As I suspect other bloggers do as well, I struggle with juggling my desire to blog here with the rest of my life responsibilities.
When we have friction at our house, it's very often the result of the perception that I'm spending too much time online. Again, that's probably not a unique thing for anyone who's reading a blog.
My problem is that it is very, very hard for me to sit down and write anything of substance in a focused way for short measures of time. Well, I take that back; that used to be what I did for a living, writing promotional material for a local governmental-services office. Hack writing under a deadline is like taking a trip around the block for groceries; you're on autopilot, basically, at least after you've gotten into your professional groove, and you frankly don't exert all that much cerebral effort dutifully churning out press releases and PSAs.
To me blogging is different. It's about endurance and attention, not sudden brilliant bursts of insight. First of all, even under a pseudonym, you're putting yourself out there when you own a blog. You want what you say to matter -- because otherwise it's just an exercise in narcissistic time-wastery. And you also don't want what you say to sound like crap; you want to craft your thoughts, not simply disgorge them as they pop into your head. And, for me, even with a life filled with abundant raw material for any number of literary projects, it's difficult to sit and stare at a blank screen and come up with posts ex nihilo. I usually have to prime the pump by reading the newspaper or reading other people's blogs or keeping up with online conversations on the two discussion groups I hang out at. Somehow all of that, along with the rest of the day, spins together and, on occasion, provides me with an observation or insight that I'll find blogworthy.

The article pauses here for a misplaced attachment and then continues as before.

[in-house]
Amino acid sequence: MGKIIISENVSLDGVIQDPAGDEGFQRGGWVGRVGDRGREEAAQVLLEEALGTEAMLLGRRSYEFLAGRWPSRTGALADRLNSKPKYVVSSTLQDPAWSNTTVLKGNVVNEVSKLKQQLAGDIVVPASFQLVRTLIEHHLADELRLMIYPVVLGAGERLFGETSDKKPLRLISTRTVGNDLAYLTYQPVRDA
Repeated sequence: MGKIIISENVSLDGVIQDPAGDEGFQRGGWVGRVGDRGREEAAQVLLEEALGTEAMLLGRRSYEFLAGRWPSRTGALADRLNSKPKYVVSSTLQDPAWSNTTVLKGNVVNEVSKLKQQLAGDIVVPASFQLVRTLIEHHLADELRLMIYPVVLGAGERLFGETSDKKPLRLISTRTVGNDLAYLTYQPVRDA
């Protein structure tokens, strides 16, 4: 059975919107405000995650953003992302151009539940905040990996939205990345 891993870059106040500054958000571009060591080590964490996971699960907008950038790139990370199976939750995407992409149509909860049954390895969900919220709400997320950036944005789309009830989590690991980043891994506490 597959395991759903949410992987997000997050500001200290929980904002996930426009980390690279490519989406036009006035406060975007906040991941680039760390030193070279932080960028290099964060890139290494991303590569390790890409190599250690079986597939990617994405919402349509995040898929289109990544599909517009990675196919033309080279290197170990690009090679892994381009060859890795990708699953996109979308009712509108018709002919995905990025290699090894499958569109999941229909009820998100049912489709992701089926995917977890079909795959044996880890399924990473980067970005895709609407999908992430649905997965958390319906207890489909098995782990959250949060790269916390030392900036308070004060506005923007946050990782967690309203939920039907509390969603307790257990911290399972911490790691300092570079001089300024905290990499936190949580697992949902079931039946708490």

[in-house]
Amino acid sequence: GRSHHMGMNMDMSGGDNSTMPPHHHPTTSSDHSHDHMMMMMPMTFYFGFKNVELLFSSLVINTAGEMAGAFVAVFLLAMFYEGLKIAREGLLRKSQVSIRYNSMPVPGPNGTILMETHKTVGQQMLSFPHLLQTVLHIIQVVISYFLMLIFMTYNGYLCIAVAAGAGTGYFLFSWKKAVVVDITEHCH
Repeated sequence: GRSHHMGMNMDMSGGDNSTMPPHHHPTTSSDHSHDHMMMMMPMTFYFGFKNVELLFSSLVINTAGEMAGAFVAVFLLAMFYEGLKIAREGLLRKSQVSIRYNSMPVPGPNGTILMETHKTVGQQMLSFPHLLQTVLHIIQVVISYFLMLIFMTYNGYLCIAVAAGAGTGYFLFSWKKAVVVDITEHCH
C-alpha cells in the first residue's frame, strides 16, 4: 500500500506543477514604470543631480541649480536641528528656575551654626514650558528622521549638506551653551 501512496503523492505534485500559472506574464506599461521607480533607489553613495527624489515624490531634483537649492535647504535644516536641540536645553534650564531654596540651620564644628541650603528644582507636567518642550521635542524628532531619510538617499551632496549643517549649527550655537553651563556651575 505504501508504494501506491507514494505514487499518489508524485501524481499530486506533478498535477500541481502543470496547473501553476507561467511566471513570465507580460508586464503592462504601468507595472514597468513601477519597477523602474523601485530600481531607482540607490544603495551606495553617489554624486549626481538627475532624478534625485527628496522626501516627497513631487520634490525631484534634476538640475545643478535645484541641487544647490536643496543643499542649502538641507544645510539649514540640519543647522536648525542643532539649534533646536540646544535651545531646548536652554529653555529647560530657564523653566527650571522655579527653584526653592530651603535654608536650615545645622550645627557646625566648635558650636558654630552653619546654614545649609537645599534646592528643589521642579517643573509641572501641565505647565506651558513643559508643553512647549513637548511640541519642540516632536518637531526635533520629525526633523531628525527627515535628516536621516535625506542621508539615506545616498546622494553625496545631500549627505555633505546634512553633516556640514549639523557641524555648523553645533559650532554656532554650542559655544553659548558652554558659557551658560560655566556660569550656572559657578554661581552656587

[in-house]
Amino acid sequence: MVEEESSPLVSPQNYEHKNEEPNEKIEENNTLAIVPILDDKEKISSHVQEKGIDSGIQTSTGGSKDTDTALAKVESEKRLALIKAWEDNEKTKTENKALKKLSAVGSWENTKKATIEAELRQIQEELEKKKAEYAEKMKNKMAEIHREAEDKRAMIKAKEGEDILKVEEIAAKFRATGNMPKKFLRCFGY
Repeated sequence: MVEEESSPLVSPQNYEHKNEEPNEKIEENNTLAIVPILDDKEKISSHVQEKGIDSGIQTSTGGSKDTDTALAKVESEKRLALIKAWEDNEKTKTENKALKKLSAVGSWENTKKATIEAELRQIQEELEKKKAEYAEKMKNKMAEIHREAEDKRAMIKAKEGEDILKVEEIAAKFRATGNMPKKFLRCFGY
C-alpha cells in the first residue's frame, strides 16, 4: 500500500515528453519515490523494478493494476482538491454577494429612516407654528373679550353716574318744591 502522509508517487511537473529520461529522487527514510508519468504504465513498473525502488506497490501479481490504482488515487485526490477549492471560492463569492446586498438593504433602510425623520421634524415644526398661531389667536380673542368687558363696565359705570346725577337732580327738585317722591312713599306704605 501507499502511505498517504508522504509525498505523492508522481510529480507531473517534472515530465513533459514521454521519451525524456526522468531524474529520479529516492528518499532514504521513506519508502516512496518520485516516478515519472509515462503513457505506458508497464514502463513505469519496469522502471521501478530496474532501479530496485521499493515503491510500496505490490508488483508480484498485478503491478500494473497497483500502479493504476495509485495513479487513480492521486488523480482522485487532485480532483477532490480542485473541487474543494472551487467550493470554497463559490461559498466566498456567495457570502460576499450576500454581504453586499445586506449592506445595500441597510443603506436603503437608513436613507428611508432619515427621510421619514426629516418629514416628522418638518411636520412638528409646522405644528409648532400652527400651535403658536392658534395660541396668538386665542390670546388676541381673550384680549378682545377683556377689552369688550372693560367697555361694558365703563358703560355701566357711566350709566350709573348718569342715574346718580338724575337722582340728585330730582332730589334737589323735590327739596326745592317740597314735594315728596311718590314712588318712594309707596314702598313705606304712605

So for me blogging takes time and focused attention. It's probably something I should do at the crack of dawn when I'm alone, undistracted and not distracting anyone else (except maybe Mollie the cat). I suppose I'm Exhibit A for Virginia Woolf's campaign to have female writers claim a "room of one's own"....although considering what happened to Virginia Woolf I'm not sure she's the best advertisement for that proposition.
But I really want to write more. Sometimes I feel as I've been given a gift, something that makes me me, that I'm not valuing the way that I should; and that if I don't continue to exercise this gift, it will begin to fade away, and part of me with it.